January 23, 2014
The Rules of A Successful Press Release
It happens every day. Endless times every day. Someone submits a press release and the editor says, “no thanks.” The piece was well written, followed the publication formatting and answered all the assumed questions … but the editor insists it’s not newsworthy. The submitter is left disappointed and maybe a bit confused.
Ronn Torossian, CEO of Top NY Pr Firm 5WPR, is here to help clear up that frustration and explain why your release got rejected.
Ronn Torossian: Is it too advertorial and not editorial?
Whether in print or online, news publications make most of their income through advertising. If the content of the release is advertorial and they print it for free, the publication loses potential revenue. Not just from that ad, but from countless disgruntled advertisers who wonder why their information was not printed as news free of charge.
Ronn Torossian: Is the information newsworthy?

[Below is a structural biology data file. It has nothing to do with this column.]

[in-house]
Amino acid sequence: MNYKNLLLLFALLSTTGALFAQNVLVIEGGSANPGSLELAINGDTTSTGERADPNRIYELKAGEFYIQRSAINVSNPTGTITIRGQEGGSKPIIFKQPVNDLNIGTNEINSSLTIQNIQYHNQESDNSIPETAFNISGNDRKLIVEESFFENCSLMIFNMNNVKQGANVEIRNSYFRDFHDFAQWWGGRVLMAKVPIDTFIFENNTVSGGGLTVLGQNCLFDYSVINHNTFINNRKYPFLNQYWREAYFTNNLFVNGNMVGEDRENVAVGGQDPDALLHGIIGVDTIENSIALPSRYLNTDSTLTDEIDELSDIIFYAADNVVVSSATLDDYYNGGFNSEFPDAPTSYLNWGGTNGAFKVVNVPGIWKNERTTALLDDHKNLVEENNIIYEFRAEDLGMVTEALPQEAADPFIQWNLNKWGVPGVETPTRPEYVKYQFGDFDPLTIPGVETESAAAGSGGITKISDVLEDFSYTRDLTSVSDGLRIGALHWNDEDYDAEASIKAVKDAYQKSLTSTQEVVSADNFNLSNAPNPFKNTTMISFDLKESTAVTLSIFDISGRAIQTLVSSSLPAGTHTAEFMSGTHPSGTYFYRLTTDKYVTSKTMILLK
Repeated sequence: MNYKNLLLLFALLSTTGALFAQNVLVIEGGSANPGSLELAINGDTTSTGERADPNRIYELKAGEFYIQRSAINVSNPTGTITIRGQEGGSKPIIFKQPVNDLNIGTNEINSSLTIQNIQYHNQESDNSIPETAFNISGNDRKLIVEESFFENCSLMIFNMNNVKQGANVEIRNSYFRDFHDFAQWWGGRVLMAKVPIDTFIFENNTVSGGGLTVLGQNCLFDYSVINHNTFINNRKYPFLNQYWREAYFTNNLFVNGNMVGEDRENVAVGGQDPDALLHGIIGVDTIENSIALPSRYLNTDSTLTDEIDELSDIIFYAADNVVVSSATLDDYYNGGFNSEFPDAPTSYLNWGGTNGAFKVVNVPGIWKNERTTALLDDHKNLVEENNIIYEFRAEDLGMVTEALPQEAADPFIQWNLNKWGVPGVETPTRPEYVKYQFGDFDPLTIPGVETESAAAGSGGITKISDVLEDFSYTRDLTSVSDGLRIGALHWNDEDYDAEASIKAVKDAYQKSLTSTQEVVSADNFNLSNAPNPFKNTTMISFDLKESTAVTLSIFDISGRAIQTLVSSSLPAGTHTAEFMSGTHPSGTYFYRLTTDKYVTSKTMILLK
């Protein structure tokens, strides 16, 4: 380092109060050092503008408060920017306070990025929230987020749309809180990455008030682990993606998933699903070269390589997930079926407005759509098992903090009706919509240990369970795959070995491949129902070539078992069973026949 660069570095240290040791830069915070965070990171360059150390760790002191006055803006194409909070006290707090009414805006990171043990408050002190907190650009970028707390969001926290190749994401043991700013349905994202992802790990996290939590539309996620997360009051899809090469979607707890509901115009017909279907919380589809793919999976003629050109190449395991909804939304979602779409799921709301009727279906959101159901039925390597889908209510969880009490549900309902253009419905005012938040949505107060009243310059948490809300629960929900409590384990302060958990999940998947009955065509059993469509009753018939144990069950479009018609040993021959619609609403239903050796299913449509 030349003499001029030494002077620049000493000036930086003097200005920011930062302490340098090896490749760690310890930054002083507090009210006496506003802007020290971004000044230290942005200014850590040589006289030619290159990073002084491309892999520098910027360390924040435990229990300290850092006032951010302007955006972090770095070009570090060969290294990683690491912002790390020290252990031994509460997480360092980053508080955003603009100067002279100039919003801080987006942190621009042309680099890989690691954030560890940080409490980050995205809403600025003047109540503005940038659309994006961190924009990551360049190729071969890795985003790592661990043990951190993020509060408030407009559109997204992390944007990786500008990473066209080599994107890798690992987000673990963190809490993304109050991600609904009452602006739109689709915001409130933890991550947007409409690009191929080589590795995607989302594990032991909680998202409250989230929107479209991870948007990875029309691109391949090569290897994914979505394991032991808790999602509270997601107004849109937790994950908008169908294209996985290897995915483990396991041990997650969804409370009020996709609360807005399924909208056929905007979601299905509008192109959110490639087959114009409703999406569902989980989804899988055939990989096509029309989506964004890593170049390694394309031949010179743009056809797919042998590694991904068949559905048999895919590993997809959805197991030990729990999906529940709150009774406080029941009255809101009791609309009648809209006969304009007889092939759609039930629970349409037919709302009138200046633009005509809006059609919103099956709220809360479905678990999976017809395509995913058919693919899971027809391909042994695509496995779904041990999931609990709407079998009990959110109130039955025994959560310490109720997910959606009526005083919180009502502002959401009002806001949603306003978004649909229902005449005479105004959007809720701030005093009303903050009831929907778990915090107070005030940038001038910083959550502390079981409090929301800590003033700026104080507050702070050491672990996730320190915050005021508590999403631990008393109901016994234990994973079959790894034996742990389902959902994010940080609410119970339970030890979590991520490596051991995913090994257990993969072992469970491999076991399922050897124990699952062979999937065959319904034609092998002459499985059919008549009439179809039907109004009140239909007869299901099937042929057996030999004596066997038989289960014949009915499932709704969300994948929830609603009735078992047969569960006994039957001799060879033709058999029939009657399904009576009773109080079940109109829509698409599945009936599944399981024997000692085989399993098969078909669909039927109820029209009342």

Will the information be compelling and encourage people to read? Is it presented in a way that grabs – and holds – attention? If the editor is not interested, it’s a good bet the general public will not be either. That editor did not get where he or she is by being out of touch. They know what their readers want to see, both in print and online. Learn what your editor believes to be newsworthy and you will be on your way to getting in the news.
Ronn Torossian: Did it contain all the 5 W’s?
5WPR is not just our name, it is a reminder of the five questions each reporter is trained to ask and each article should answer. Who, what, when, where and why. These are vital questions that should be answered in your press release. If the reporter is missing this vital information, he or she may skip your release and fill column inches with something that has what they are looking for.
Ronn Torossian: Is the information current?
Some news is “evergreen,” and on the web that can be good content. But most media outlets are looking for the newest, latest, breaking news. If your information is about an event that happened a week ago or won’t happen for a month, that PR will likely get tossed in the trash or in a stack of “not yets” or “maybe laters.” Be current.
Keep these tips in mind the next time you want to see your information in print or online.